The following itinerary describes a range of gardens, villas and palaces which we plan to visit. Many are accessible to the public, but others require special permission which may only be confirmed closer to the tour’s departure. The daily activities described in this itinerary may change or be rotated and/or modified in order to accommodate alterations in opening hours, flight schedules and confirmation of private visits. Participants will receive a final itinerary together with their tour documents prior to departure. The tour includes breakfast daily, lunches & dinners indicated in the detailed itinerary where: B=breakfast, L=lunch and D=dinner.
Verona - 6 nights
Day 1: Wednesday 12 May, Arrive Venice – Transfer to Verona
- Welcome Meeting
- Welcome Dinner at Giardino Giusti
Group members travelling on the ASA ‘designated’ flight are scheduled to arrive at Venice’s Marco Polo Airport in the early afternoon. On arrival you will be transferred to your hotel in Verona by private coach (approximately 2 hours’ drive from Venice airport). If you are travelling independently, please meet the ASA group in Verona at Hotel Touring. ASA staff can also arrange an independent transfer for you. After check in we commence our program with a welcome meeting at the hotel. We then transfer a short distance to the famous Giardino Giusti, where our Welcome Dinner will be served as a buffet. The Giardino Giusti was originally owned by the Giusti family, who came to Verona from Tuscany in the 15th century. An archway leads into a courtyard and a large grilled gate sets off the garden beyond. An ancient cypress allée lines the path to this gate, leading across the shallow, level garden to the hill of San Zeno in Monte. The garden also features a maze and terraces which command sweeping views of the city, Tyrol Alps and Mantua in the distance. (Overnight Verona) D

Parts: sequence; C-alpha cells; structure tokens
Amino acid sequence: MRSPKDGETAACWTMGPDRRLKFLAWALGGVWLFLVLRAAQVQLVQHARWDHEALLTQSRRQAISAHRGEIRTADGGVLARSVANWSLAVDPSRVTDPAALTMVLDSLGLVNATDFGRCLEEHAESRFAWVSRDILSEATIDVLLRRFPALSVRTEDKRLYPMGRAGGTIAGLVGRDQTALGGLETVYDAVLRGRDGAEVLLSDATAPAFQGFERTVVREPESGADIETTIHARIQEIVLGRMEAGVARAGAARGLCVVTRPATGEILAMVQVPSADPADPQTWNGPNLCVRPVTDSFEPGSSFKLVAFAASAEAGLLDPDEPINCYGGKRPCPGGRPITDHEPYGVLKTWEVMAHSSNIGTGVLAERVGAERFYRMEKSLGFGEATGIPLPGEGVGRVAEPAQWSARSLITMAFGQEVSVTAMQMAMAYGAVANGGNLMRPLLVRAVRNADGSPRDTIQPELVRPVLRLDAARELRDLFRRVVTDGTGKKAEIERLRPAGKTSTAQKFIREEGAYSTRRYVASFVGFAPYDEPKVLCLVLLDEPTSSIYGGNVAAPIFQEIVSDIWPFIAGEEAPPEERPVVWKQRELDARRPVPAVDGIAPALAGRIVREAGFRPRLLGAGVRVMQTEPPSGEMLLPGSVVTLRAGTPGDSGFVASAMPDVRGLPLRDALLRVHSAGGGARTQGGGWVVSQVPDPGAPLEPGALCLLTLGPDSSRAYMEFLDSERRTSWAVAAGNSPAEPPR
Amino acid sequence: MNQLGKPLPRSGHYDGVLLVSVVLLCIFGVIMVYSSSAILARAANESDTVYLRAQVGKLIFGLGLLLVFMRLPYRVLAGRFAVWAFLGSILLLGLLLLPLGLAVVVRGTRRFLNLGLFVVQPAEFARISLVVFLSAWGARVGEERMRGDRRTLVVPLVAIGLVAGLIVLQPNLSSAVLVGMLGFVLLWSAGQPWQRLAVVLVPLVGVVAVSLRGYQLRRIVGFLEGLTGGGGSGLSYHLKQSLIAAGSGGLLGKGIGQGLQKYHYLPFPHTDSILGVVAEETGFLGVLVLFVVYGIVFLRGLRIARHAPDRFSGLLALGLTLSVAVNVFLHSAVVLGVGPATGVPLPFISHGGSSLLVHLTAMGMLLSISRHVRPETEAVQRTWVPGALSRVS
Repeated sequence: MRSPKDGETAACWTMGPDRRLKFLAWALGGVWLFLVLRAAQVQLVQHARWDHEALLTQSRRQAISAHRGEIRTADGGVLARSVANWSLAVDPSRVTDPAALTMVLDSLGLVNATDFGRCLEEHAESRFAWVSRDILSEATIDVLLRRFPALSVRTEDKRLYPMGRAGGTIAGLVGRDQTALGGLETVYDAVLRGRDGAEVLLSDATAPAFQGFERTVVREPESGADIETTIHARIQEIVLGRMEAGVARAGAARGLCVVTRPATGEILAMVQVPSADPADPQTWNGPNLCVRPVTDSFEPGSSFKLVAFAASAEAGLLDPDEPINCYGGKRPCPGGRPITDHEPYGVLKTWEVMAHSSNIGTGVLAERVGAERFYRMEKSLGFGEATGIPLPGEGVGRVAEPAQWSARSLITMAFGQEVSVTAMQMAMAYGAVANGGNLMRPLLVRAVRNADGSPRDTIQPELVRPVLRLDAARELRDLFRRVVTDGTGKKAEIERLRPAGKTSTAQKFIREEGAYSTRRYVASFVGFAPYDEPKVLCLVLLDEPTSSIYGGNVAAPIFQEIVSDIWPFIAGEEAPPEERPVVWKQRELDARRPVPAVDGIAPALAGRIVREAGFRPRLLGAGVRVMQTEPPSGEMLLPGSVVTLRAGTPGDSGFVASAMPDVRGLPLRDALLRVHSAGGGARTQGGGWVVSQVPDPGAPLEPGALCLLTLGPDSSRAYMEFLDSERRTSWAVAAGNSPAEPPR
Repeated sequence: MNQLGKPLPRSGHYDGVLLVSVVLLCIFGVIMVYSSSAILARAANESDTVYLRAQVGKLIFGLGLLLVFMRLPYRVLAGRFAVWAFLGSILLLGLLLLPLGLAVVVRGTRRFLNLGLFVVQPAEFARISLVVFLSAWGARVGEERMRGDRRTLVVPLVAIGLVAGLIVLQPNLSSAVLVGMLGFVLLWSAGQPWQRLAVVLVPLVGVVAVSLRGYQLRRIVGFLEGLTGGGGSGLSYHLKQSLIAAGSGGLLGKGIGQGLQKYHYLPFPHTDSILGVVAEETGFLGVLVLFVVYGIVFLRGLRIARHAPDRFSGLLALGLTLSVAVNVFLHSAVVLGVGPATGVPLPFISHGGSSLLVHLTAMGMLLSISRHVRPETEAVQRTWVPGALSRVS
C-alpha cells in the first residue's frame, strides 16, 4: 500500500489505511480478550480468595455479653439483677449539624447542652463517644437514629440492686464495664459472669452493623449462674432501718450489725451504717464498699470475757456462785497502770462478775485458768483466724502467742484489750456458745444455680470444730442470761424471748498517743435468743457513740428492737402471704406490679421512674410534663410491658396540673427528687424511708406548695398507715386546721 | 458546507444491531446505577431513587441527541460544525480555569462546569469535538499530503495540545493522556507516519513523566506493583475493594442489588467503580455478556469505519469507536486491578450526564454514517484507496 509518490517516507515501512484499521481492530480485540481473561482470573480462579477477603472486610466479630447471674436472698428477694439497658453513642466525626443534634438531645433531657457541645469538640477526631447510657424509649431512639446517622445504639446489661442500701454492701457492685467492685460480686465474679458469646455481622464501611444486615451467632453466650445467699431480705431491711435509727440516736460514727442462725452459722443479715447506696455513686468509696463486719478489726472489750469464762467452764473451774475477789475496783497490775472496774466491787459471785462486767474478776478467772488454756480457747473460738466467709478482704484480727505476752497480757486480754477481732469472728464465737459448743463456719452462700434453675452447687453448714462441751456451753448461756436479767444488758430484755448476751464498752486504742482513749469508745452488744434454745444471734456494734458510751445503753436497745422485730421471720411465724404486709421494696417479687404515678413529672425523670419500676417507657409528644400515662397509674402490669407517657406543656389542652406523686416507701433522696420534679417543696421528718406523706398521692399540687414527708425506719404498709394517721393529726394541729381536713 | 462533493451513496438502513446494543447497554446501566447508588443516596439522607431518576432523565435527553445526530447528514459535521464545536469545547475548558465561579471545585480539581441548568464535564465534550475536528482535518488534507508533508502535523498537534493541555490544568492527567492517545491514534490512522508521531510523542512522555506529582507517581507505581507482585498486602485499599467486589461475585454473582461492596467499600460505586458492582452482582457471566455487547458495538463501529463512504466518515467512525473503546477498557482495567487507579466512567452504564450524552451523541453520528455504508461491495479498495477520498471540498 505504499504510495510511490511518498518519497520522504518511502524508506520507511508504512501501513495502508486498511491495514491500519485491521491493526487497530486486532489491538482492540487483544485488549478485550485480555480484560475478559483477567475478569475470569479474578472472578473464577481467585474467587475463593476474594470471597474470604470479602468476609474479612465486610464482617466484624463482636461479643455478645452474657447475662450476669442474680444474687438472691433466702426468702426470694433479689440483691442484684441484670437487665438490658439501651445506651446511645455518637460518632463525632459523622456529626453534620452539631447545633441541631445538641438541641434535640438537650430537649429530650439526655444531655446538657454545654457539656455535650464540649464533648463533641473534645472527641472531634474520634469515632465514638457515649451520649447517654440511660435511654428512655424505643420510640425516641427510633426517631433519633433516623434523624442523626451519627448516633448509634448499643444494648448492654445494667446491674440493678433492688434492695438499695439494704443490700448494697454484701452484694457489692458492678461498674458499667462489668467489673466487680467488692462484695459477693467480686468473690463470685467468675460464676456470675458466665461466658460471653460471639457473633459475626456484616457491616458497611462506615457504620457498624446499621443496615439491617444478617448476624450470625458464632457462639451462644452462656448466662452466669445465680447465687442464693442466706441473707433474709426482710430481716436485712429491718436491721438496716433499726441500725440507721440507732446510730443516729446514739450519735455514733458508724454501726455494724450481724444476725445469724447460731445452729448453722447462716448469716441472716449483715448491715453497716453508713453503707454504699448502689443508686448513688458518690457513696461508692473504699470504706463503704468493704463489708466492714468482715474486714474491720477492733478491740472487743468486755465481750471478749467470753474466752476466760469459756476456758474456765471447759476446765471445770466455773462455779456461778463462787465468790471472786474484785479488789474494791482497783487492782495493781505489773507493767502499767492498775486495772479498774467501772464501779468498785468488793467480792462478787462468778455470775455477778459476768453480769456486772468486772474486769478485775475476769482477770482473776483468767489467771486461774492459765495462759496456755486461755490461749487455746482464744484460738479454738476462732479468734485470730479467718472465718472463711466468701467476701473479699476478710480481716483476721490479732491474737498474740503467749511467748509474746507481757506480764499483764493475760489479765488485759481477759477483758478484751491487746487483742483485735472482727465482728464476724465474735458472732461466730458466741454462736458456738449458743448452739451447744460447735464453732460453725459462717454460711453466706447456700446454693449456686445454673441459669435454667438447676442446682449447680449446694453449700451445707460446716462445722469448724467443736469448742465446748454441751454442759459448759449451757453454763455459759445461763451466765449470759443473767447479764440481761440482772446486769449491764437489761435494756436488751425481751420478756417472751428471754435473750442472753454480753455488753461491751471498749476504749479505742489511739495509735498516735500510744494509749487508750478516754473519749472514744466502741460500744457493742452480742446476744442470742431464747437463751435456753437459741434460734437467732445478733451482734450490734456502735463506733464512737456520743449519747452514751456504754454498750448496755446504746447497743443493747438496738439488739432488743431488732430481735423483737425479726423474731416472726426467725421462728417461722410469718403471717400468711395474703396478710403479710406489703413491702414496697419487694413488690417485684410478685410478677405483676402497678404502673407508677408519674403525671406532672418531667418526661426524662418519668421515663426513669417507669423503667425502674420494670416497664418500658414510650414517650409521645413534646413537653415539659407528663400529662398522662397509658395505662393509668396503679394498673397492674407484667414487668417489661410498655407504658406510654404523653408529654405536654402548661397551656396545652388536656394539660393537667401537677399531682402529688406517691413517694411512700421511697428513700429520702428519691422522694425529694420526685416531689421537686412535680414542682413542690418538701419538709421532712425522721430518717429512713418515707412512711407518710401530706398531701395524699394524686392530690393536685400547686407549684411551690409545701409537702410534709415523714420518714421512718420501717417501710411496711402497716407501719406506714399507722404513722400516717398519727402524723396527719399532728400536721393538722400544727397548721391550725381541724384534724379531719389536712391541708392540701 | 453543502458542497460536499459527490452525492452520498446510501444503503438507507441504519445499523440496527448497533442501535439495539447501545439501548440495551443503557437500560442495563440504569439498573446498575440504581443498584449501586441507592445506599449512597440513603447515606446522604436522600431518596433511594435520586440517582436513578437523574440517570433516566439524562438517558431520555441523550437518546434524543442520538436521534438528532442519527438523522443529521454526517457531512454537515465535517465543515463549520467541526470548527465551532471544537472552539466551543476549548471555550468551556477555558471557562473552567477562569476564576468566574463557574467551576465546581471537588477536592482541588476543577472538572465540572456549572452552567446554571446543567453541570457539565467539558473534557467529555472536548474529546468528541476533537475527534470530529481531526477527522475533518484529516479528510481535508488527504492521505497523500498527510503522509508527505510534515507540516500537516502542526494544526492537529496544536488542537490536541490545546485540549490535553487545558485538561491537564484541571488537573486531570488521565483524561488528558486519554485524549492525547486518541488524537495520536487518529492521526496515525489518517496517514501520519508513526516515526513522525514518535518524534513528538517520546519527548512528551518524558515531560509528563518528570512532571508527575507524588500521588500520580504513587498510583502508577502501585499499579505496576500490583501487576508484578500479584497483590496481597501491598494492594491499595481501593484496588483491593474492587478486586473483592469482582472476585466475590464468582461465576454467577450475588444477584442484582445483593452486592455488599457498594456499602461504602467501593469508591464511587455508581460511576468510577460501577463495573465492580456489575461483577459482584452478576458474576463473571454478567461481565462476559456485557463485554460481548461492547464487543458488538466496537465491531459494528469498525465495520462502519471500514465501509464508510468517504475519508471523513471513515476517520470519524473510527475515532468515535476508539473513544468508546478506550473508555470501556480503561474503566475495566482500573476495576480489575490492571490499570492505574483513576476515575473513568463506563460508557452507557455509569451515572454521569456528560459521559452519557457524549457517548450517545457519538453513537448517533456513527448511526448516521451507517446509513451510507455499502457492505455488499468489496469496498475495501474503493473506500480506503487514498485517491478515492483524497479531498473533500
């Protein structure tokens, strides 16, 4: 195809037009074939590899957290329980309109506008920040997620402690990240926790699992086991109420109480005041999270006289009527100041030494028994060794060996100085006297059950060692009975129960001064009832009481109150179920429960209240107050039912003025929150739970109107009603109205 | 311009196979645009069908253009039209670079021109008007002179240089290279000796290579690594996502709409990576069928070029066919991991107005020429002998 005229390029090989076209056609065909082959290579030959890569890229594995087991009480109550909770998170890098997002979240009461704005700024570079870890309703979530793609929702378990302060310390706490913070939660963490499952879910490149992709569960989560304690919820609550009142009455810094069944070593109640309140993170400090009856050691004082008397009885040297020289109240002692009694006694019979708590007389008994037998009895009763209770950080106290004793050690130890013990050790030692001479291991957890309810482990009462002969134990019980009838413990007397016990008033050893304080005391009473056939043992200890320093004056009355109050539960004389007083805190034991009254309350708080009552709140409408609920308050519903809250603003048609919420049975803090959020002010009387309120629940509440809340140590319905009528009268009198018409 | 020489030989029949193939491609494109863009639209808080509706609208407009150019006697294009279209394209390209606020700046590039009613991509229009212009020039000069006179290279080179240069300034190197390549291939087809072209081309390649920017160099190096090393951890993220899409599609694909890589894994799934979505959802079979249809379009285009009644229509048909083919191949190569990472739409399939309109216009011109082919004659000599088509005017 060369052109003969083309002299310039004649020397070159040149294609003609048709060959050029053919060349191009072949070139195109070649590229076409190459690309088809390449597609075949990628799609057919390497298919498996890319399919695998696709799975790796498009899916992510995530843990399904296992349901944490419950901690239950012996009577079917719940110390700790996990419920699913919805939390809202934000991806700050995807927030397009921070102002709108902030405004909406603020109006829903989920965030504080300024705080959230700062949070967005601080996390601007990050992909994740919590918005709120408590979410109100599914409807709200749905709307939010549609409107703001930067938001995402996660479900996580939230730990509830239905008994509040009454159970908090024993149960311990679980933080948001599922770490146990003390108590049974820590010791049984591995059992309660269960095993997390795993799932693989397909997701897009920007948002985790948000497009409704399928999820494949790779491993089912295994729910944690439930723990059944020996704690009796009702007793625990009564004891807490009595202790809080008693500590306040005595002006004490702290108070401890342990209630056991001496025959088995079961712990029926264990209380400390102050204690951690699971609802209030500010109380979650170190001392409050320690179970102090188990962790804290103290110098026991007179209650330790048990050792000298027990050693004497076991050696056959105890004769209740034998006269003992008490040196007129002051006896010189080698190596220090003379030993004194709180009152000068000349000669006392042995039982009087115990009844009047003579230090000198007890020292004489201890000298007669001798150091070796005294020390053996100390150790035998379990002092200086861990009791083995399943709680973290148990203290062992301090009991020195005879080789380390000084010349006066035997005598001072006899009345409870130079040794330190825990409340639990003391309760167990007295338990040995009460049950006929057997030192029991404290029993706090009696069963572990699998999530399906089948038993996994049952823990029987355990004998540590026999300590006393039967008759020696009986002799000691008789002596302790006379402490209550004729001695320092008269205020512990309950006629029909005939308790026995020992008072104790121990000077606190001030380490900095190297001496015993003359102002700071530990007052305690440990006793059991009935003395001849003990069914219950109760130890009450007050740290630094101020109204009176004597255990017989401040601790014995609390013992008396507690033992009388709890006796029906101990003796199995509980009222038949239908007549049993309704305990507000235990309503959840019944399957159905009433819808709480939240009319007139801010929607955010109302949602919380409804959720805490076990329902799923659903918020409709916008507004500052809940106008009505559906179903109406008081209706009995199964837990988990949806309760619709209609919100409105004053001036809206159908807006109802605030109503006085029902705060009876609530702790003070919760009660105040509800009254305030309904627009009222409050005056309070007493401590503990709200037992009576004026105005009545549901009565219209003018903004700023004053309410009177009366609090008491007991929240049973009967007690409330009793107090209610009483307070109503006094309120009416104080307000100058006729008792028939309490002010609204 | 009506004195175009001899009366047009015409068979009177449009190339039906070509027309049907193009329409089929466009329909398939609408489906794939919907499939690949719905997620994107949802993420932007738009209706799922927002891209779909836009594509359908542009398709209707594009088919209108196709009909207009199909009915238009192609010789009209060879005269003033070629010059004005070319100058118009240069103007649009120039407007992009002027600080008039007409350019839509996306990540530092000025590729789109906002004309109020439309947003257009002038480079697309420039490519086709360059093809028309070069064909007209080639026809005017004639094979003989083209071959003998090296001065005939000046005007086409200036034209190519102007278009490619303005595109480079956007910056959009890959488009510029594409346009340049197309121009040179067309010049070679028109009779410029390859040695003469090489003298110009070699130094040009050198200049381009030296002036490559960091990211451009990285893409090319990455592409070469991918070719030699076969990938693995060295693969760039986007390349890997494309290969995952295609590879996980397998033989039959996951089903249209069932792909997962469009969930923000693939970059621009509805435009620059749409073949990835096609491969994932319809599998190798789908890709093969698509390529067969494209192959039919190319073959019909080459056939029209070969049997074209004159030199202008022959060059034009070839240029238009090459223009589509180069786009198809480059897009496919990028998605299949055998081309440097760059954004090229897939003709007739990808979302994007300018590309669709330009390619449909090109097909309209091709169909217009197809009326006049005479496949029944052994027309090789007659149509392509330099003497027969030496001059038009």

Day 2: Thursday 13 May, Verona – Villa Allegri Arvedi – Villa Rizzardi – Giardini Giusti – Verona
- Villa Allegri Arvedi, Cuzzano (exclusive private visit)
- Villa Rizzardi and the Pojega garden: Guided Tour, Lunch & Wine Tasting (exclusive private visit)
- Giardino Giusti & private 20th-century apartments in the Palazzo (exclusive private visit)
Today we begin our touring program with three of the Veneto’s most outstanding gardens. First, we visit Villa Allegri Arvedi, located just north of Verona in Cuzzano. Here, we take a guided tour of the gardens and part of the Villa with the owner. The small, uniquely intact 17th-century garden uses perspective views across the terraced hillside upon which it stands to suggest visually that the surrounding countryside is part of its domain. As we walk up to the villa, we experience the spatial subtleties governing our progress and perception. The villa has a glorious panorama.
The estate of Pojega, already home to established vineyards and a villa, was purchased by the noble Rizzardi family in 1650, and in 1783 Antonio Rizzardi commissioned Luigi Trezza to design the garden. It is considered the last flowering garden in the classical Italian style, although it includes elements of the informal English style that was fashionable in the late 18th century. Rizzardi was inspired by the woodcut illustrations of the enigmatic Hypnerotomachia Poliphili (1499), and elements of these images can be found in the garden. Its best-known feature is its ‘green theatre’ of box and cypress hedges, connected to the villa by a cypress avenue. Set out over three levels, it also has a hornbeam avenue, a hexagonal belvedere, parterres, and a Roman ‘ruin’, a tempietto. After a tasting of the estate’s wines, we enjoy a light lunch.